[OPINION] - does language really matter if they all do the samething?
Greg Ewing (using news.cis.dfn.de)
g2h5dqi002 at sneakemail.com
Thu Feb 12 03:28:39 CET 2004
Dietrich Epp wrote:
> Python seems to take the middle ground. ...
> It's not what I'd choose as an example of an object oriented
> language. There are no messages, only function calls, so you can't
> capture them.
What do you mean by a "message"? If you're talking about a
Smalltalk method selector, the Python equivalent of that
is simply the name of the method, as a string. You can do
all the same things with that in Python as you can do with
a method selector in Smalltalk (testing whether the method
> the paradigm of sending a message "to" an object
> doesn't exist,
But "sending a message" is just the terminology Smalltalkers
happen to use to refer to the act of calling a method. What
actually happens is extremely similar to what happens in
Python. Sending a message in Smalltalk involves two
(1) Look up the message selector in the class to find a
piece of code.
(2) Call the code, passing it the arguments of the message.
In Python, the analogous steps are:
(1) Look up the name of the method in the class, yielding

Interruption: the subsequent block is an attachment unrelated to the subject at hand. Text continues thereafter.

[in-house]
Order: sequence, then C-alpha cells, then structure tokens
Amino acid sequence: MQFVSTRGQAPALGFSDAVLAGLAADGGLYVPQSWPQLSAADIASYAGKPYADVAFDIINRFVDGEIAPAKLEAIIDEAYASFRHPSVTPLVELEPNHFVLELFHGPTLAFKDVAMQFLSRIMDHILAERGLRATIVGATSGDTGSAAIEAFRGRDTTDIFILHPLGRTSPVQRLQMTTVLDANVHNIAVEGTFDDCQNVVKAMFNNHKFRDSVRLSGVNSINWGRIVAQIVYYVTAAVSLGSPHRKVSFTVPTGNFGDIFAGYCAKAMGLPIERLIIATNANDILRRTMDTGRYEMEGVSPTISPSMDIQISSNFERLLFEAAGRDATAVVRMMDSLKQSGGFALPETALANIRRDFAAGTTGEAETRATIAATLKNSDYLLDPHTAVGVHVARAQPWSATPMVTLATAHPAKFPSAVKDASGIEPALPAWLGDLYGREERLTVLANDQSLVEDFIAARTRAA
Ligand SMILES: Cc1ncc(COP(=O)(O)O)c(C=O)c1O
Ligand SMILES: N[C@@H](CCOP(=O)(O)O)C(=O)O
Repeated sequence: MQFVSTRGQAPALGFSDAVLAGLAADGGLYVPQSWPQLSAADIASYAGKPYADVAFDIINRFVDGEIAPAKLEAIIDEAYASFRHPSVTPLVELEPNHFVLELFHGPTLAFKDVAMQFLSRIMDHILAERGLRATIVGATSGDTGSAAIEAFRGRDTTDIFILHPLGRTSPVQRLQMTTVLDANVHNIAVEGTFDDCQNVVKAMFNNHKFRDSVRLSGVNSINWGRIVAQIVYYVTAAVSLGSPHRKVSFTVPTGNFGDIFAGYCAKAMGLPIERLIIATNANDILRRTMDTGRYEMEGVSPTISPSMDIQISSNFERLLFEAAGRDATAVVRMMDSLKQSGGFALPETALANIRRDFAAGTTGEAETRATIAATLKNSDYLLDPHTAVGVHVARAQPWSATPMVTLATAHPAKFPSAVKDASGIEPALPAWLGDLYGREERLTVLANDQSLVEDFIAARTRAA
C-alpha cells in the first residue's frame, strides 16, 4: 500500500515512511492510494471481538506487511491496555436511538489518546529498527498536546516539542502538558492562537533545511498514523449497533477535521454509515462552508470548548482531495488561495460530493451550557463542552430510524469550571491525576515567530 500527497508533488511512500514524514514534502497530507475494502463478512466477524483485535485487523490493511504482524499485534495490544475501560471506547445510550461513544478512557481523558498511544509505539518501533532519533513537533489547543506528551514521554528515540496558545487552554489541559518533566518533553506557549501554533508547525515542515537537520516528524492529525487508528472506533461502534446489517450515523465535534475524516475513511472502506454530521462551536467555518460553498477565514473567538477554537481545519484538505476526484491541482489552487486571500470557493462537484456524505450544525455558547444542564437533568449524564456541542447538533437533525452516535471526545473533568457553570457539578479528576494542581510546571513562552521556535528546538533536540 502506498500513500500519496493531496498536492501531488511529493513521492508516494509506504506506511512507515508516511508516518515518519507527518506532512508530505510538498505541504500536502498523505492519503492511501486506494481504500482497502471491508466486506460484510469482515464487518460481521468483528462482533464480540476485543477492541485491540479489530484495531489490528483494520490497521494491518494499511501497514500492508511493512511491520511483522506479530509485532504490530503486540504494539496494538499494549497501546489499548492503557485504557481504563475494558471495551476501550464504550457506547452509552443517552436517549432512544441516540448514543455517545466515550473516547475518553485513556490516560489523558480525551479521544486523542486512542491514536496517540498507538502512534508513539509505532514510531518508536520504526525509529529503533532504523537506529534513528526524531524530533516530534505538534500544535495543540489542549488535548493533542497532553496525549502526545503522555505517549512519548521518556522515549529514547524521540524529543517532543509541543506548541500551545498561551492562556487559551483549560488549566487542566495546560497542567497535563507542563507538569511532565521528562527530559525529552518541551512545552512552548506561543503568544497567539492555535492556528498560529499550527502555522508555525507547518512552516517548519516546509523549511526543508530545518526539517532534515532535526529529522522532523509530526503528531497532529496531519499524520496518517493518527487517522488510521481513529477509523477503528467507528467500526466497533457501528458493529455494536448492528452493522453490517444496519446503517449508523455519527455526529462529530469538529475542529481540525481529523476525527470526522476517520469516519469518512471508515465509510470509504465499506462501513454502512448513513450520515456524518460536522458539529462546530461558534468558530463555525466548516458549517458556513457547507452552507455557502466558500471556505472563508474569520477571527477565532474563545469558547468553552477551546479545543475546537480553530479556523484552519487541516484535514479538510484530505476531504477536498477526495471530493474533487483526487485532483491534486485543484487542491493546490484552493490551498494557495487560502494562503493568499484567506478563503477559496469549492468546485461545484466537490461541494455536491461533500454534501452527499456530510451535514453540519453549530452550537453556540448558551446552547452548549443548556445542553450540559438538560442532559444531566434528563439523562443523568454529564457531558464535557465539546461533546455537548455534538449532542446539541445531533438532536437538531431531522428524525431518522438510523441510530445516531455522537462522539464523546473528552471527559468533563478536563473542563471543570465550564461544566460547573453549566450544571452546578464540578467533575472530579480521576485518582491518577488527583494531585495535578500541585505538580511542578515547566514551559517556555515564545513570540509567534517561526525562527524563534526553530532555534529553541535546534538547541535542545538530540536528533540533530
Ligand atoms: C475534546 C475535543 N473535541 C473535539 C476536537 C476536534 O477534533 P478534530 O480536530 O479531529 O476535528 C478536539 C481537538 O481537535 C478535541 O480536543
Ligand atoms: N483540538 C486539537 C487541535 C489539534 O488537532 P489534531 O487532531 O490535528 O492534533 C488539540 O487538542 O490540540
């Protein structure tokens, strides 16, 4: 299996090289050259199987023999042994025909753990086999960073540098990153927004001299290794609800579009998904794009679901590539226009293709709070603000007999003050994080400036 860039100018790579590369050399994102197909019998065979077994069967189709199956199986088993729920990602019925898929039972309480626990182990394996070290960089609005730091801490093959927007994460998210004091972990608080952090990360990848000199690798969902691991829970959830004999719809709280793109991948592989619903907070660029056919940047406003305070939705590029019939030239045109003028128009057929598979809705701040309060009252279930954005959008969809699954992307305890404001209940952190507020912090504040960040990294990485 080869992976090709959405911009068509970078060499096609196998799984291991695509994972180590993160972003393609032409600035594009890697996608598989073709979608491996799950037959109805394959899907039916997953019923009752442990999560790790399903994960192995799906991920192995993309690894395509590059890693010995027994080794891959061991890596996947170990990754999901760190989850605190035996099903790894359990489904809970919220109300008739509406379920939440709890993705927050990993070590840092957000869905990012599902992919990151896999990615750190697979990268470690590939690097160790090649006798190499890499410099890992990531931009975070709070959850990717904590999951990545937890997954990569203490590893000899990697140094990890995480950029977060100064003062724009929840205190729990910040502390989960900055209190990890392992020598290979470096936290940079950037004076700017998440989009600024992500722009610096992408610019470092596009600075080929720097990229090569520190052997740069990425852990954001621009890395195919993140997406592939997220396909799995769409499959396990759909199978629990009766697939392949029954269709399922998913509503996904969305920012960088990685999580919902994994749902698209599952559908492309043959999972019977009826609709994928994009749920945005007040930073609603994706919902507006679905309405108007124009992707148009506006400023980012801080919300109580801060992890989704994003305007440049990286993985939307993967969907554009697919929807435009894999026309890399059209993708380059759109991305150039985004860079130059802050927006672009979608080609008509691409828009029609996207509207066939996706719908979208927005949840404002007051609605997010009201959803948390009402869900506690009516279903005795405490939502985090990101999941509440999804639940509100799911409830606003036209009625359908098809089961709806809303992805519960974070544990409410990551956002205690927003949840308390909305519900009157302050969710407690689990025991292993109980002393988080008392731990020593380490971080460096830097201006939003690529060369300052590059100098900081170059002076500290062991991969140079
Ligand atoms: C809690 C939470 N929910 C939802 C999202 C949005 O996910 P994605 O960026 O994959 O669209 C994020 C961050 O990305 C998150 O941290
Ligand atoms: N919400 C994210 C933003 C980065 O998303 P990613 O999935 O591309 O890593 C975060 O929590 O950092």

a callable object.
(2) Call the callable object, passing it the arguments of
the method call.
The main difference is that in Python the intermediate
result between (1) and (2) is a tangible object that you
can manipulate, whereas in Smalltalk looking up the method
and calling it are done together indivisibly.
> and anyone coming from Smalltalk or even Objective-C
> might miss that and feel constrained (I did).
How did you feel constrained? If you tell us what Smalltalk-like
thing you wanted to do but couldn't, maybe we can help you find
a Pythonic equivalent. Underneath the surface syntax, Python
and Smalltalk are very similar in many ways.
Greg Ewing, Computer Science Dept,
University of Canterbury,
Christchurch, New Zealand
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